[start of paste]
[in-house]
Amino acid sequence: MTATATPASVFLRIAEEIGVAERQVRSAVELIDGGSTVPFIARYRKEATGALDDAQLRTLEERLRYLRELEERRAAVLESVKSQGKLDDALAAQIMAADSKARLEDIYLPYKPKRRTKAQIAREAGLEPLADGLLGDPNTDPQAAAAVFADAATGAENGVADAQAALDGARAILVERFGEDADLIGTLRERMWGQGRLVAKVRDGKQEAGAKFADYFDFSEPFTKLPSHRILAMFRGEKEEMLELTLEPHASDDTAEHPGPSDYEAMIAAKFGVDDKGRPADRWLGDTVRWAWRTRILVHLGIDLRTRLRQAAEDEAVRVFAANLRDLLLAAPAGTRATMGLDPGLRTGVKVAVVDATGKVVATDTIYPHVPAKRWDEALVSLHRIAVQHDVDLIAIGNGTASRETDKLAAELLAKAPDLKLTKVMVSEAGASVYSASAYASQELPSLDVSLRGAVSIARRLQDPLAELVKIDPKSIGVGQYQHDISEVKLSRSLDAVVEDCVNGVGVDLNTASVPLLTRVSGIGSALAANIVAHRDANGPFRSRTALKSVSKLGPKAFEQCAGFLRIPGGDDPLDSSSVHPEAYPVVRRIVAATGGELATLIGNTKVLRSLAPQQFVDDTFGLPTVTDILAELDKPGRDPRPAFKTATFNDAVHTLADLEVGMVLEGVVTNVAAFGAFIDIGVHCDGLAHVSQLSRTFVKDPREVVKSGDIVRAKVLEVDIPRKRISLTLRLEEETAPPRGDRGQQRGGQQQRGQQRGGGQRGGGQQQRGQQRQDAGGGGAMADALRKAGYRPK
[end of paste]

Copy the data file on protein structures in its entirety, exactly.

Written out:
[in-house]
Amino acid sequence: MTATATPASVFLRIAEEIGVAERQVRSAVELIDGGSTVPFIARYRKEATGALDDAQLRTLEERLRYLRELEERRAAVLESVKSQGKLDDALAAQIMAADSKARLEDIYLPYKPKRRTKAQIAREAGLEPLADGLLGDPNTDPQAAAAVFADAATGAENGVADAQAALDGARAILVERFGEDADLIGTLRERMWGQGRLVAKVRDGKQEAGAKFADYFDFSEPFTKLPSHRILAMFRGEKEEMLELTLEPHASDDTAEHPGPSDYEAMIAAKFGVDDKGRPADRWLGDTVRWAWRTRILVHLGIDLRTRLRQAAEDEAVRVFAANLRDLLLAAPAGTRATMGLDPGLRTGVKVAVVDATGKVVATDTIYPHVPAKRWDEALVSLHRIAVQHDVDLIAIGNGTASRETDKLAAELLAKAPDLKLTKVMVSEAGASVYSASAYASQELPSLDVSLRGAVSIARRLQDPLAELVKIDPKSIGVGQYQHDISEVKLSRSLDAVVEDCVNGVGVDLNTASVPLLTRVSGIGSALAANIVAHRDANGPFRSRTALKSVSKLGPKAFEQCAGFLRIPGGDDPLDSSSVHPEAYPVVRRIVAATGGELATLIGNTKVLRSLAPQQFVDDTFGLPTVTDILAELDKPGRDPRPAFKTATFNDAVHTLADLEVGMVLEGVVTNVAAFGAFIDIGVHCDGLAHVSQLSRTFVKDPREVVKSGDIVRAKVLEVDIPRKRISLTLRLEEETAPPRGDRGQQRGGQQQRGQQRGGGQRGGGQQQRGQQRQDAGGGGAMADALRKAGYRPK